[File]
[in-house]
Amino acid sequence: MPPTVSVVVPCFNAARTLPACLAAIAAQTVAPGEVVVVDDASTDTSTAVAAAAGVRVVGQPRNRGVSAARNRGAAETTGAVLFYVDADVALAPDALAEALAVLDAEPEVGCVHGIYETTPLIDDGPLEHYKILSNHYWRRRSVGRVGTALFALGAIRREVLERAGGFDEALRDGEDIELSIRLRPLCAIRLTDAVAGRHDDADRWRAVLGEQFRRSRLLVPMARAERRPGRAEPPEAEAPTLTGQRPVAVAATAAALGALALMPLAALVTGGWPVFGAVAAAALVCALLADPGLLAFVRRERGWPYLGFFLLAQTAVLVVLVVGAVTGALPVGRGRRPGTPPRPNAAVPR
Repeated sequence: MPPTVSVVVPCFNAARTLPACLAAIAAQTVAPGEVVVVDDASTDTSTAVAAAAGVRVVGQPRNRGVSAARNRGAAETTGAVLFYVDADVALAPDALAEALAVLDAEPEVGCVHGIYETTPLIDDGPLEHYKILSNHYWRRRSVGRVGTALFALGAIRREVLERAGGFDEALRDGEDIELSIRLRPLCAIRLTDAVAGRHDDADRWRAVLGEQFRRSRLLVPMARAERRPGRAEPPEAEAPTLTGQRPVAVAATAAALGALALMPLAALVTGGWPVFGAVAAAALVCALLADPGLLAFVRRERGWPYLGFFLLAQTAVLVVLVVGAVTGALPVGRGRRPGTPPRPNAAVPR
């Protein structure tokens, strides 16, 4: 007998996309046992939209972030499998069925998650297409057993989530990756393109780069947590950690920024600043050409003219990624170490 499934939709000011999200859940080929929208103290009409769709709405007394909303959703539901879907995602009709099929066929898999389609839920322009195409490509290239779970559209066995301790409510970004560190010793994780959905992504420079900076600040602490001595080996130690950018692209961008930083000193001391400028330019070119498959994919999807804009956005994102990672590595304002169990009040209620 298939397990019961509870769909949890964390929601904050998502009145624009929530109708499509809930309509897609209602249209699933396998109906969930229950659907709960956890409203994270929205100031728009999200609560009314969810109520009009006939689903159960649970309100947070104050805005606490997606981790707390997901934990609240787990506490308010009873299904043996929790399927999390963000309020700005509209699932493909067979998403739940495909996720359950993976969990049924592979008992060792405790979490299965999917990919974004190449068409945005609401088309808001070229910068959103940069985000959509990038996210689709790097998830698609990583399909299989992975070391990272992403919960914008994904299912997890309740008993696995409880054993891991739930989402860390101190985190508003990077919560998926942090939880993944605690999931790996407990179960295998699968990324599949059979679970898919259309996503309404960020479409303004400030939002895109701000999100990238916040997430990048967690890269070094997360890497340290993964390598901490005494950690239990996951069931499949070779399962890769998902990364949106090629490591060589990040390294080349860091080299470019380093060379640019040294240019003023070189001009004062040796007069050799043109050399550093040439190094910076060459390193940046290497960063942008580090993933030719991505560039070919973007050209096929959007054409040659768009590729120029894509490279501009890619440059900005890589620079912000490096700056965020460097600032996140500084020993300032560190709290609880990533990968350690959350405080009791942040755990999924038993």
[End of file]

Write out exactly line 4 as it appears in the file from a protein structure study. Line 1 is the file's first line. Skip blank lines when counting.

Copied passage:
């Protein structure tokens, strides 16, 4: 007998996309046992939209972030499998069925998650297409057993989530990756393109780069947590950690920024600043050409003219990624170490 499934939709000011999200859940080929929208103290009409769709709405007394909303959703539901879907995602009709099929066929898999389609839920322009195409490509290239779970559209066995301790409510970004560190010793994780959905992504420079900076600040602490001595080996130690950018692209961008930083000193001391400028330019070119498959994919999807804009956005994102990672590595304002169990009040209620 298939397990019961509870769909949890964390929601904050998502009145624009929530109708499509809930309509897609209602249209699933396998109906969930229950659907709960956890409203994270929205100031728009999200609560009314969810109520009009006939689903159960649970309100947070104050805005606490997606981790707390997901934990609240787990506490308010009873299904043996929790399927999390963000309020700005509209699932493909067979998403739940495909996720359950993976969990049924592979008992060792405790979490299965999917990919974004190449068409945005609401088309808001070229910068959103940069985000959509990038996210689709790097998830698609990583399909299989992975070391990272992403919960914008994904299912997890309740008993696995409880054993891991739930989402860390101190985190508003990077919560998926942090939880993944605690999931790996407990179960295998699968990324599949059979679970898919259309996503309404960020479409303004400030939002895109701000999100990238916040997430990048967690890269070094997360890497340290993964390598901490005494950690239990996951069931499949070779399962890769998902990364949106090629490591060589990040390294080349860091080299470019380093060379640019040294240019003023070189001009004062040796007069050799043109050399550093040439190094910076060459390193940046290497960063942008580090993933030719991505560039070919973007050209096929959007054409040659768009590729120029894509490279501009890619440059900005890589620079912000490096700056965020460097600032996140500084020993300032560190709290609880990533990968350690959350405080009791942040755990999924038993």